The growth of Deerfield has not just been predicated on the development of new construction projects for the private sector. The city has recognized the importance of reinvesting in itself to better serve its residents. This is apparent in the ongoing construction of a new 12,000-square-foot community center, which is a revitalization of the old Tigner Community Center. When completed, it will be one of the largest community centers in Deerfield Beach. 

Successful economic growth of an area in Broward County is also dependent on addressing future threats to that growth. Ganz made a point of talking to Invest: about how the city is addressing the looming threat of sea level rise and its efforts toward environmental resilience. “We have been working on these issues for several years, starting with the West Wellfield project, which helps to solidify the water system in Deerfield Beach, so we are much better protected against salt water intrusion. We have taken the initiative to become LEED certified with some of our city projects that have recently finished, including the new pier and facilities on the beach.” 

He continued to speak on how he hopes Deerfield will serve as a positive example on these issues for other areas of Broward County. “We have a new Siemens Energy Efficiency Program that we hope can be used as an example for other municipalities to address these issues. The city has also been working on an Emergency Preparedness and Response Plan. We don’t want to just talk about sea level rise, but really address it from a safety standpoint, especially in the event of another hurricane.” 

The advancement of Deerfield Beach has not been by chance, and can be attributed to well-thought-out and deliberate initiatives and actions taken by the city’s public and private sectors. There is a recognition that to sustain the economic growth, the city must continue to present unique opportunities to businesses in the area. 

One of the ways the city is doing this is by recognizing the need to retain a strong workforce within the city, as highlighted by Ganz: “We want to make sure that we provide them with a wide variety of opportunities, not just entertainment, but business opportunities as well. We also are trying to make sure that we are appealing to all generations of the workforce. One of the ways we hope to accomplish that is with some of the new residential construction that is being built. We have worked with these developers to make sure they are keeping the new buildings attractive to all segments of the workforce in the city. We are also fortunate to have the most beautiful beaches in all of Broward County, and these people can really take advantage of this being a nautical destination.”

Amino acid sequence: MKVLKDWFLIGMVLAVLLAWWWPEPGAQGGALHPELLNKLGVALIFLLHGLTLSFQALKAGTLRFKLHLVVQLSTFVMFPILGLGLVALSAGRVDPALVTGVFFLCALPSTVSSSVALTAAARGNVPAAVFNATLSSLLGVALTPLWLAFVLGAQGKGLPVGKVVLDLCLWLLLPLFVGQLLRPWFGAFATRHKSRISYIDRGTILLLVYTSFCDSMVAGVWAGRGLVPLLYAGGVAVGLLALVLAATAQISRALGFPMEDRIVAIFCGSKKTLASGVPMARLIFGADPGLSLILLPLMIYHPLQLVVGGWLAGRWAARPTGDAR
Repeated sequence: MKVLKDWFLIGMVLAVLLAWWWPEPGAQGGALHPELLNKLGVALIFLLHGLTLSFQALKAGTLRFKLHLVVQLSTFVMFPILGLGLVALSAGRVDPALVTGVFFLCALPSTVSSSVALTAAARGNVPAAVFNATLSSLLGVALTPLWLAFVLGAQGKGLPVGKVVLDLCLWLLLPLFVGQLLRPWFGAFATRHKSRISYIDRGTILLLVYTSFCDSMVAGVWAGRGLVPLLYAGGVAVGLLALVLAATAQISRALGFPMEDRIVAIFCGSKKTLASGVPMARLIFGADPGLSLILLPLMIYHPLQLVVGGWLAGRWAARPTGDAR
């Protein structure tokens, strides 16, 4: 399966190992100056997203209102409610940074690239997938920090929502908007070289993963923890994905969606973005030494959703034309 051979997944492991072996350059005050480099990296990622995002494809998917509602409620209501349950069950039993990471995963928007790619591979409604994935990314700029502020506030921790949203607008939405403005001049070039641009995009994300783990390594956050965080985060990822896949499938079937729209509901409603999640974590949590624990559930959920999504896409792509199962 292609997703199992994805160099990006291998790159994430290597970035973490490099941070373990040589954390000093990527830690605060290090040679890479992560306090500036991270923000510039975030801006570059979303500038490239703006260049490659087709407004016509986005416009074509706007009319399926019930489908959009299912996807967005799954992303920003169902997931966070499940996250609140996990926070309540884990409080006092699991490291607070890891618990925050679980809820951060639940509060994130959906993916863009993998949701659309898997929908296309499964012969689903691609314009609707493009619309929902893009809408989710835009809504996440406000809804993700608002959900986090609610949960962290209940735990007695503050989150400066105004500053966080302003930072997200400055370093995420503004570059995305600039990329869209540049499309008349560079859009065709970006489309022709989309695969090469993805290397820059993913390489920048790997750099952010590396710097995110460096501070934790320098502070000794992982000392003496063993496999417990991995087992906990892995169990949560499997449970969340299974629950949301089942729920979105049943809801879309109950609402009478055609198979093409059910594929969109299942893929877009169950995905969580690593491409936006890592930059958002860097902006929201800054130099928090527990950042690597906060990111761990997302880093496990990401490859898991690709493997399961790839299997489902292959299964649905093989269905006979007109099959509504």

While it has been a successful year for the city, local government and the business community will continue to focus on sustaining this growth for the foreseeable future. 

To learn more about our interviewee, visit:

http://www.deerfield-beach.com

The Future is Now for FATVillage

By Max Crampton-Thomas

 

3 min read August 2019 — Fort Lauderdale’s FATVillage makes up for what it lacks in size with a treasure trove of arts, cultural and technological offerings. Founded in the late 1990s by Doug McCraw, the four-block historic warehouse district has developed into an arts hub to rival the most established arts districts in South Florida. While the area was originally founded as a way to rally philanthropic support around the artistic community in Fort Lauderdale, it is now transitioning into the premier destination for artists, small-business owners, technologists and arts enthusiasts.